Sunday, September 21, 2008

Guest Blog Post - Bill Leighty

Day 1

As many of you know, at the invitation of the Secretary of Defense, Robert Gates, I am attending the Joint Civilian Orientation Conference (JCOC 76) this week. This program is a week long immersion into military operations. The program takes between 40 and 50 civilian leaders from across the country and uses this time to help the civilian world better understand the military world. On this trip there are mayors, judges, corporate CEOs, senior VPs and non profit leaders from all over country. And then there is me.

We are traveling to the European Command, EUCOM, and will be seeing firsthand how the military operates around the world. I will be sending out daily "travelogs" at the end of each day. Our future schedule is confidential for security reasons.

Day 1 began at the Ritz Carlton Pentagon City where we "inprocessed" our paperwork, received a briefing and learned about protocol and our itinerary.

We then went to the Pentagon as "special guests" at a parade on the Ceremonial Lawn of the Pentagon. This multi service (Army, Navy, Air Force and Marine units marched) parade was commemorating our POWs/MIAs. It was a moving ceremony, punctuated with a flyover by both helicopter and fighter formations in a "missing man" formation; appropriate for this occasion. For those of you who don't know, the "missing man" formation leaves one aircraft out of the traditional four aircraft "wing" formation (between the second and fourth aircraft) to honor those who have died, been held prisoner or are still missing in action. This formation is not flown by the military lightly, it is a solemn event.

We were then personally greeted by Deputy Secretary of Defense, Gordon England. At 71 he made me a tad bit embarrassed to have retired at 55. His words, delivered with enthusiasm, energy and passion made me feel very good about the current leadership at the Department of Defense (DoD). 

We then had a tour of the Pentagon which included an excellent lunch. The building houses 24,000 employees and has 17.5 miles of corridors. As magnificent as the building is, the 911 Pentagon Memorial can't really be described in words; it needs to be experienced.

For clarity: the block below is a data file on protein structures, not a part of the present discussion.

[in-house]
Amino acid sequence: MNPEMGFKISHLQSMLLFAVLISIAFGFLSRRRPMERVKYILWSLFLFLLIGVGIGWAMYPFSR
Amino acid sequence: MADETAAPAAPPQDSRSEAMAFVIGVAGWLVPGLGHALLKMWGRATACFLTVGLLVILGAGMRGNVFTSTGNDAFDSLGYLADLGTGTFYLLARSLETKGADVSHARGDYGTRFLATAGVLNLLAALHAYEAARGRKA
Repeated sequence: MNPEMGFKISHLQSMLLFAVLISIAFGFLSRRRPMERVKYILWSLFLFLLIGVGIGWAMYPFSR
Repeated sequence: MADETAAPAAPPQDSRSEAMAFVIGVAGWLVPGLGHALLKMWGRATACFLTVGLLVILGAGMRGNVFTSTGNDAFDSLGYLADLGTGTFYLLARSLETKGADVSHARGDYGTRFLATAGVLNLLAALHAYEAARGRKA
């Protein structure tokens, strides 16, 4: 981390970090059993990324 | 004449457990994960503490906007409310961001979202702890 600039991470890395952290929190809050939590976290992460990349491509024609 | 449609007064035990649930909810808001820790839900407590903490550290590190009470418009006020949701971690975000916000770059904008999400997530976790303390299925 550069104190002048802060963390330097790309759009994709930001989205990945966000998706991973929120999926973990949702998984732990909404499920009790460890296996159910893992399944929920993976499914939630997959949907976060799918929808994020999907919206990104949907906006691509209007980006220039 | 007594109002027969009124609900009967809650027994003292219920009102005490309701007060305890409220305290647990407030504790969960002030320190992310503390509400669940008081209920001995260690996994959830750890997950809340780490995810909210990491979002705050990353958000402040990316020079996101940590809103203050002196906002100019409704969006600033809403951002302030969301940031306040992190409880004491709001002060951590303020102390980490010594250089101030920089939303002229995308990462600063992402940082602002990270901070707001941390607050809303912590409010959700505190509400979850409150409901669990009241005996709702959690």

The design and construction of the Memorial reflects a level of thoughtfulness and consideration that is extraordinary. There is a bench for each of the 184 victims from the Pentagon and from Flight 77. The first bench is for the youngest victim, a three year old baby on Flight 77. From there the benches, each with the name of a victim, array outward to the north, spaced according to the victims age. The benches commemorating victims from flight 77 point toward the Pentagon at the exact angle of incidence of the plane's impact. The Pentagon victim benches point away from the building. Each of us chose our own way of marking the visit to the memorial; the commonality among us was the silence.

We then boarded buses for Andrews Air Force Base. We have now learned to "count off" to speed up assessment of who is on board the bus before moving out. I never dreamed I would be doing that again!

We had dinner at the Andrews Air Force Base Country Club. Nice. But nicer still was the chance to sit with general officers of our country's military leadership and just chat.

At dinner. I found myself seated next to an Admiral in the Coast Guard. This old staff sargeant (me) was so stunned by the thought of sitting next to so much brass that I failed to get her name, but she spoke to an oil company executive at our table about petroluem production and distribution in a level of detail that displayed quite an expertise. Then she switched to talking to a judge about the differences in judicial and administrative systems in Florida and Texas. Next she conversed with a county commissioner from one of the fastest growing counties in the US about pandemic flu preparations for citizens and how to handle local responses. I was impressed.

At the time I am writing this I am 33,000 feet above the Atlantic Ocean. We are moving at 620 miles per hour with a 105 MPH tail wind (yes that is a hurricane force wind) and it is minus 56 degrees outside. I know these numbers because I just spent the last half hour with the pilot and co pilot on the flight deck.  

They have told us where we will be are landing after our 11 hour and 40 minute flight. But I can't tell you until tomorrow. 

Cheers, Bill

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